Native veg repeal a victory for farmers - NSW Nationals

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Native veg repeal a victory for farmers

For two decades Labor's Native Vegetation laws were crippling farmers. Labor's views on how to manage the environment created a wedge between conservationists and farmers who, despite a common interest in caring for the land, were defined as polar opposites.

Since entering government in 2011, The Nationals have worked hard to repeal the draconian Native Vegetation Act 2003 that treated farmers like second-class citizens on their own land, and now, it is officially dead, thanks to a vote in State Parliament last week.  

The death of the Native Vegetation Act 2003 evolved from extensive public consultation and a list of recommendations known as the Independent Biodiversity Legislation Review, which acknowledged that farmers needed more flexibility in farming their land.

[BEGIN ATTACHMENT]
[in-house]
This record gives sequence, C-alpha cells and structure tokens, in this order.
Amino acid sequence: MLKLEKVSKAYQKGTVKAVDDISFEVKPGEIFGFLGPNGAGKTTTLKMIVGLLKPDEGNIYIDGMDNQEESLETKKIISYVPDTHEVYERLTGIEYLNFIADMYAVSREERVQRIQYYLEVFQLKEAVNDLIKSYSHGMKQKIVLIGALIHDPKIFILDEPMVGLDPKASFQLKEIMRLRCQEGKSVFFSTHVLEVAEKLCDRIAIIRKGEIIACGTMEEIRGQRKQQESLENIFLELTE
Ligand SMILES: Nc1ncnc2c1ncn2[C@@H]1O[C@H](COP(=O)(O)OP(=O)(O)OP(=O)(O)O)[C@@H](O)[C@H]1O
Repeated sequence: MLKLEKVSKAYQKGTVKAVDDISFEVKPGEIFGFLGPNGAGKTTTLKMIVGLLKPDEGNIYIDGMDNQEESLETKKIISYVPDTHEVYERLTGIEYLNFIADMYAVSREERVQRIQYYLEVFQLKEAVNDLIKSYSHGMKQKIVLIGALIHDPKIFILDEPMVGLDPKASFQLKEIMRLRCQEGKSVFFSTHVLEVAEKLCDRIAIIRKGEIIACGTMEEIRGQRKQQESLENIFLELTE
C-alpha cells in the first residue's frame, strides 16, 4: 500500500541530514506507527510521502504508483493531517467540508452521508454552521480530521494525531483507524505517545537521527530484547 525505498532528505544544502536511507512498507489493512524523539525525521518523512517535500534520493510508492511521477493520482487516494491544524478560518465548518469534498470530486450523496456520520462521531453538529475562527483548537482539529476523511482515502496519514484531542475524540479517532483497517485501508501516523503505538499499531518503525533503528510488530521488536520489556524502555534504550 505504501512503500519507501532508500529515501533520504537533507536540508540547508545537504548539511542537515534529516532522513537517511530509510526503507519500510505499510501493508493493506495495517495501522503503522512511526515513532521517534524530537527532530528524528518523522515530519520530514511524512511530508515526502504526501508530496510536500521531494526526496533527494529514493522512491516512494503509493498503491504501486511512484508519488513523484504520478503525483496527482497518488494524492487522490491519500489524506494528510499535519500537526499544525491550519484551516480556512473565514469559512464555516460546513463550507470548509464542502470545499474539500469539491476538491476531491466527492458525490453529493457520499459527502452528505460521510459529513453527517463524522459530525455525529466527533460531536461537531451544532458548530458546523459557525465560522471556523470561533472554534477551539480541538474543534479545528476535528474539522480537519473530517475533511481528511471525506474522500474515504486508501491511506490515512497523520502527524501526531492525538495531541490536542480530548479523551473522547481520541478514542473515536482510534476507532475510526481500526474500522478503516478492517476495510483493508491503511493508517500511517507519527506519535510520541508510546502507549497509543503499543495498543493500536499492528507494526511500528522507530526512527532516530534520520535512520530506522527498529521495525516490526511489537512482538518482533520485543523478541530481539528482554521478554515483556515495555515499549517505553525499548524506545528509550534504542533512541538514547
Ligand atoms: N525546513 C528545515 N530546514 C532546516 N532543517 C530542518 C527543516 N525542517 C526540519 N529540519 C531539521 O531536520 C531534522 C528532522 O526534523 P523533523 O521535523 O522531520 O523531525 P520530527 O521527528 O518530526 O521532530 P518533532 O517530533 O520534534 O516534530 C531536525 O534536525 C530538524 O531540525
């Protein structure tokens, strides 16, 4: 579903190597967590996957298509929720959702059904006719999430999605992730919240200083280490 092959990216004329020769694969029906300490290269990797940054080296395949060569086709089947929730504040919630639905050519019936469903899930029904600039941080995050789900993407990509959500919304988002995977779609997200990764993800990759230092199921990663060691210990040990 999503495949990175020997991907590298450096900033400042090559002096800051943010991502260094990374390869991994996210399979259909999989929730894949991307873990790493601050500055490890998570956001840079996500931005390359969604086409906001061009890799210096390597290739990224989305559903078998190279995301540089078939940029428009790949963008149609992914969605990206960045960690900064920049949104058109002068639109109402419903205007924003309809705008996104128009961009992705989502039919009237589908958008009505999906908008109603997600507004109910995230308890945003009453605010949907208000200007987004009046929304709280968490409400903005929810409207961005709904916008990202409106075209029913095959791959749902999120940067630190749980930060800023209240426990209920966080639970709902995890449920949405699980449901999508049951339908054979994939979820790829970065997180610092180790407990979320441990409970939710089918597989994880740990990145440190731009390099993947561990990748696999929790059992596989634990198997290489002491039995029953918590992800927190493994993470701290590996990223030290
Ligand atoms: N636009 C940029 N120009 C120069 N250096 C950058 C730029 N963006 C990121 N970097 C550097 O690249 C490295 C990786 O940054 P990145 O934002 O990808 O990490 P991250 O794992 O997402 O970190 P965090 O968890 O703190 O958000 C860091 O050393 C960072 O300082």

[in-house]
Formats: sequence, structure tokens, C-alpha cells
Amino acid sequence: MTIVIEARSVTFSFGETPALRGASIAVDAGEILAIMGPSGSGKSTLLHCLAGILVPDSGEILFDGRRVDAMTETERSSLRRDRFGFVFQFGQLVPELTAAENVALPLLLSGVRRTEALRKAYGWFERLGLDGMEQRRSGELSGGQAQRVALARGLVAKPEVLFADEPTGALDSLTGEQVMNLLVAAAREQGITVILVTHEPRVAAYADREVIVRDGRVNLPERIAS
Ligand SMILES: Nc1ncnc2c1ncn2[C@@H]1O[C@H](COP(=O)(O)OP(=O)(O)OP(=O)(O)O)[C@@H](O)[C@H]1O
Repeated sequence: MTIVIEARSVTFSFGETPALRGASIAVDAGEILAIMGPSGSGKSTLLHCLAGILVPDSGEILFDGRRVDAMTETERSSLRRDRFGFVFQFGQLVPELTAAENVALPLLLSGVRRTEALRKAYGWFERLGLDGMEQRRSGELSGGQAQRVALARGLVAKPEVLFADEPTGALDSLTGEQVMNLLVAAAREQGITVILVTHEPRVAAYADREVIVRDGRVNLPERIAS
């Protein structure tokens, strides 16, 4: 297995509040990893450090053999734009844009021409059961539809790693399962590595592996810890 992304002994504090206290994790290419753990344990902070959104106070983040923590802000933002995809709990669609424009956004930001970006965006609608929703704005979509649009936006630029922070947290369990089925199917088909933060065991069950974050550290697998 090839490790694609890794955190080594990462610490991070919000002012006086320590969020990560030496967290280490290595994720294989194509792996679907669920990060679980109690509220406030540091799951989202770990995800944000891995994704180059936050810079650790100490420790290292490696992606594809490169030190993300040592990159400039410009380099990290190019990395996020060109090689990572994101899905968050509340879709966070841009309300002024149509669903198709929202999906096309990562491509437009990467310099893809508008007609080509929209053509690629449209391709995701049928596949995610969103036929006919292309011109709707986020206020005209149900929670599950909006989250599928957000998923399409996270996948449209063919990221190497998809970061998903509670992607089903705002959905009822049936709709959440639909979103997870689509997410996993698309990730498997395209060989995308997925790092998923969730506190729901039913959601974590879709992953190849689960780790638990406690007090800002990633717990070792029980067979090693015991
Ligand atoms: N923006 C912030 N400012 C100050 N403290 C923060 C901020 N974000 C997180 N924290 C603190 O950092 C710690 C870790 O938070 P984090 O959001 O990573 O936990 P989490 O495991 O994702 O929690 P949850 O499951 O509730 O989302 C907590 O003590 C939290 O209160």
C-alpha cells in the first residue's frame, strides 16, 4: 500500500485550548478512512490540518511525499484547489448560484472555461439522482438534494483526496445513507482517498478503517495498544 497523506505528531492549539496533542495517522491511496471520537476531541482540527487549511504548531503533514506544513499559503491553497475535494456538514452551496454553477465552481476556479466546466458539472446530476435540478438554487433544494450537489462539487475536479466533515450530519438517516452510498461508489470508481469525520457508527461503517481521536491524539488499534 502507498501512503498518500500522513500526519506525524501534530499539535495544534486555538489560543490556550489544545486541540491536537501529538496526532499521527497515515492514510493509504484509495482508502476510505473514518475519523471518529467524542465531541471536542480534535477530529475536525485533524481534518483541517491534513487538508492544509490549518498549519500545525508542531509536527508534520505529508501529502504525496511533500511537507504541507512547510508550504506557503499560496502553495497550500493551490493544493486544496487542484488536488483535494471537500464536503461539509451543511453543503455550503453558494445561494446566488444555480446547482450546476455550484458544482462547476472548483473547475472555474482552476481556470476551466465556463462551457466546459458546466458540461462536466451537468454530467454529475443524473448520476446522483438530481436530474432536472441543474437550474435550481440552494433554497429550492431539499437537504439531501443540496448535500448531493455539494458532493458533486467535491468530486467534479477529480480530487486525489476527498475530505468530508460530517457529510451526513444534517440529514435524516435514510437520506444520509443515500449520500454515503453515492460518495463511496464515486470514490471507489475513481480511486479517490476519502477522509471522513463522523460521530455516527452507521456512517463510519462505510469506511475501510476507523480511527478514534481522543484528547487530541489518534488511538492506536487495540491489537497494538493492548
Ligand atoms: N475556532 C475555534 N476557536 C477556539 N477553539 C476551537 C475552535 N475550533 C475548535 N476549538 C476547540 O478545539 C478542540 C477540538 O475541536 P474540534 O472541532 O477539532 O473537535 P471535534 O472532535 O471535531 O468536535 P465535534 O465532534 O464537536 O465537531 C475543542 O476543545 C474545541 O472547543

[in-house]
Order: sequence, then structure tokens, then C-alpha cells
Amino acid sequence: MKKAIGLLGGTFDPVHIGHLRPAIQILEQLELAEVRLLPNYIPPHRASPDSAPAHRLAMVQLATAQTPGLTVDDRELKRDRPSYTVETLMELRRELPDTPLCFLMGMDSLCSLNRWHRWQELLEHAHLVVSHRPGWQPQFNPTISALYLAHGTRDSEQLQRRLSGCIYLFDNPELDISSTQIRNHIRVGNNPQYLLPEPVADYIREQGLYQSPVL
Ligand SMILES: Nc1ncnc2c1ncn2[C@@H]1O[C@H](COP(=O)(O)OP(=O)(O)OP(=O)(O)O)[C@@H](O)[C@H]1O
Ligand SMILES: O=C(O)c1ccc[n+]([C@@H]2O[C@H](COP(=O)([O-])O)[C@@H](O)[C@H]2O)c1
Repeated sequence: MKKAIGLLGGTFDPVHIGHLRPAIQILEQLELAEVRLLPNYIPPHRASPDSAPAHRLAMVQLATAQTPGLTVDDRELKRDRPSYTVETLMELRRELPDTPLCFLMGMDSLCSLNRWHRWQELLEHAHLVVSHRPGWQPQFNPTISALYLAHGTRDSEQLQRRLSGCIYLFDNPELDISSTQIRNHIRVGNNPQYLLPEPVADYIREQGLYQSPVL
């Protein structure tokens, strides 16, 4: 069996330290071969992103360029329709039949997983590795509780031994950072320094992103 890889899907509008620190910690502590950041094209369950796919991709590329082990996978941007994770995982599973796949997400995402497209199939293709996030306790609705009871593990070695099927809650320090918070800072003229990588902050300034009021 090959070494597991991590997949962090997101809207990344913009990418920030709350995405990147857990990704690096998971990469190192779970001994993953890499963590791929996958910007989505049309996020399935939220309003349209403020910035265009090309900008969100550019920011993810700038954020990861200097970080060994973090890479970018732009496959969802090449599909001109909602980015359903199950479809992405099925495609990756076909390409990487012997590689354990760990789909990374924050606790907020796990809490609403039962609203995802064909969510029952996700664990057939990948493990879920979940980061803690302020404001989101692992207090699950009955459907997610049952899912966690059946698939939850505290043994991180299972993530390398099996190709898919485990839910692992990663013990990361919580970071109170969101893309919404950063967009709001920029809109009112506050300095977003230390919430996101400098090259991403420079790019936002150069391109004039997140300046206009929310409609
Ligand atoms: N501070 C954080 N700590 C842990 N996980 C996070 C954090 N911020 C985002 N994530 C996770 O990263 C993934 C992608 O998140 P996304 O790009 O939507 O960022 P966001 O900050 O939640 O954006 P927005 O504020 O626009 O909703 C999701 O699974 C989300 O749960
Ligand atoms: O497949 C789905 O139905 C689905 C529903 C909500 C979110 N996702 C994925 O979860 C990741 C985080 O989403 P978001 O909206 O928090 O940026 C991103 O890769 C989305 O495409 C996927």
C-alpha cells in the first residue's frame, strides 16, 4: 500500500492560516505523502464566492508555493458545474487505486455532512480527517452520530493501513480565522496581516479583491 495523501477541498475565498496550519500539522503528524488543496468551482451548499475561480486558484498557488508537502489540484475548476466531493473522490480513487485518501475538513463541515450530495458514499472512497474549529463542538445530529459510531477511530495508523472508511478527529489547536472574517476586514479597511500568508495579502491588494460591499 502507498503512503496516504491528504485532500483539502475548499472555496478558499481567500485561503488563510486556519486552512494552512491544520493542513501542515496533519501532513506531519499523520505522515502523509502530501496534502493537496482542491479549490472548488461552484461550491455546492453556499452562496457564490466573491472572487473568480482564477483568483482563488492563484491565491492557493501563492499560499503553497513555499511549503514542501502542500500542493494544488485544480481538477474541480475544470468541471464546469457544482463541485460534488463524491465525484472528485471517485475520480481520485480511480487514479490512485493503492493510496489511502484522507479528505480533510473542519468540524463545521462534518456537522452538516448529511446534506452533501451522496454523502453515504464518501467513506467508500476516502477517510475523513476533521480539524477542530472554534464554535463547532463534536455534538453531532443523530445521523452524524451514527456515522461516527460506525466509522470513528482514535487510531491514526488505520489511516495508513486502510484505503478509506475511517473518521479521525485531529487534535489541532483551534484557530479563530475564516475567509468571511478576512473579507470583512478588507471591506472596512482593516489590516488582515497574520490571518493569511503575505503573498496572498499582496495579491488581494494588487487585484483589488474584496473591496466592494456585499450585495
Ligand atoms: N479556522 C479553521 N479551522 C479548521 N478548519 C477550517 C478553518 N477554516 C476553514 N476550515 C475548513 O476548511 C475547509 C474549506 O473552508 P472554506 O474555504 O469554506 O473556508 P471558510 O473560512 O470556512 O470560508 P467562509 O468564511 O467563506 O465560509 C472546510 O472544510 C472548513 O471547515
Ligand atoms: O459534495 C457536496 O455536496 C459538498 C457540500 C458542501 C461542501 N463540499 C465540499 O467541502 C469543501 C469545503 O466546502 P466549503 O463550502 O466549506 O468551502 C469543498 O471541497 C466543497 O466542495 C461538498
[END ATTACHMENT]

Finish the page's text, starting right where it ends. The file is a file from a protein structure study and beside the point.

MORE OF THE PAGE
The new laws use an internationally recognised approach and will allow farmers to be more productive and accountable for their approaches to land management. The changes also acknowledge farmers as true on-ground conservationists, rather than demonising them, as was the case under Labor's rigorous legislation.  

The repeal of the damaging native veg act delivers upon one of our key election commitment and has been welcomed by the NSW Farmers Association. Limits and safeguards on land clearing will still exist, but no longer in direct conflict with a farmer's rights to farm.   

Minister for Primary Industries, Lands and Water Niall Blair said the repeal was the start of a new relationship between farmers and Government:

“Farmers should be able to be productive and profitable while still working to improve the environment – these reforms will finally allow them to get on with doing that,” he said. “We’ve committed to this being a balanced, fair and ecologically sustainable package.”

The two bills that essentially replace the Native Veg act, the Biodiversity Conservation Bill 2016 and Local Land Services Amendment Bill 2016, are intended to commence in 2017.

For more information on how these changes might impact you, visit

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